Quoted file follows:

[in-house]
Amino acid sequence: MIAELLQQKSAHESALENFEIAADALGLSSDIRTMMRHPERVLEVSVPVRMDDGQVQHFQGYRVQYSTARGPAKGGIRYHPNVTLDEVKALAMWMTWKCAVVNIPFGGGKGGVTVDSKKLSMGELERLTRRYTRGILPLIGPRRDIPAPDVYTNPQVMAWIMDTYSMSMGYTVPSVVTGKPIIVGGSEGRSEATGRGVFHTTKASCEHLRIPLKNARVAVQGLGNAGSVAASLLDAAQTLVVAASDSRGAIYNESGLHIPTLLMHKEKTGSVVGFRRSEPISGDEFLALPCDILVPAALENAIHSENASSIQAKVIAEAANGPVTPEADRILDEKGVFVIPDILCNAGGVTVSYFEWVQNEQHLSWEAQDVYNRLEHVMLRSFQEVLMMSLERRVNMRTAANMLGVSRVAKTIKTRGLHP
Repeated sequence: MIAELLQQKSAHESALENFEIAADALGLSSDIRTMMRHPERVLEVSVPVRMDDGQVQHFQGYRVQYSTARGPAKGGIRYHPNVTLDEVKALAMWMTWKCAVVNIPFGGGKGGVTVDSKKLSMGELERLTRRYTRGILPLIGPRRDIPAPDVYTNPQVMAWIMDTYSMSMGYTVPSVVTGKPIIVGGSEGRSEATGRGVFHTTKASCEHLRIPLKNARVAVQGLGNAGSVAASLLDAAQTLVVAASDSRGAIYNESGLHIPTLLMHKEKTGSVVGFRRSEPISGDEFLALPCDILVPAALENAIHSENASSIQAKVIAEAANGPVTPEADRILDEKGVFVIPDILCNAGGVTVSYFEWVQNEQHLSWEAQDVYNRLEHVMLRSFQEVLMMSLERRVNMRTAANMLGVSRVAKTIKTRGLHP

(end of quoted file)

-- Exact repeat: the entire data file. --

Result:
[in-house]
Amino acid sequence: MIAELLQQKSAHESALENFEIAADALGLSSDIRTMMRHPERVLEVSVPVRMDDGQVQHFQGYRVQYSTARGPAKGGIRYHPNVTLDEVKALAMWMTWKCAVVNIPFGGGKGGVTVDSKKLSMGELERLTRRYTRGILPLIGPRRDIPAPDVYTNPQVMAWIMDTYSMSMGYTVPSVVTGKPIIVGGSEGRSEATGRGVFHTTKASCEHLRIPLKNARVAVQGLGNAGSVAASLLDAAQTLVVAASDSRGAIYNESGLHIPTLLMHKEKTGSVVGFRRSEPISGDEFLALPCDILVPAALENAIHSENASSIQAKVIAEAANGPVTPEADRILDEKGVFVIPDILCNAGGVTVSYFEWVQNEQHLSWEAQDVYNRLEHVMLRSFQEVLMMSLERRVNMRTAANMLGVSRVAKTIKTRGLHP
Repeated sequence: MIAELLQQKSAHESALENFEIAADALGLSSDIRTMMRHPERVLEVSVPVRMDDGQVQHFQGYRVQYSTARGPAKGGIRYHPNVTLDEVKALAMWMTWKCAVVNIPFGGGKGGVTVDSKKLSMGELERLTRRYTRGILPLIGPRRDIPAPDVYTNPQVMAWIMDTYSMSMGYTVPSVVTGKPIIVGGSEGRSEATGRGVFHTTKASCEHLRIPLKNARVAVQGLGNAGSVAASLLDAAQTLVVAASDSRGAIYNESGLHIPTLLMHKEKTGSVVGFRRSEPISGDEFLALPCDILVPAALENAIHSENASSIQAKVIAEAANGPVTPEADRILDEKGVFVIPDILCNAGGVTVSYFEWVQNEQHLSWEAQDVYNRLEHVMLRSFQEVLMMSLERRVNMRTAANMLGVSRVAKTIKTRGLHP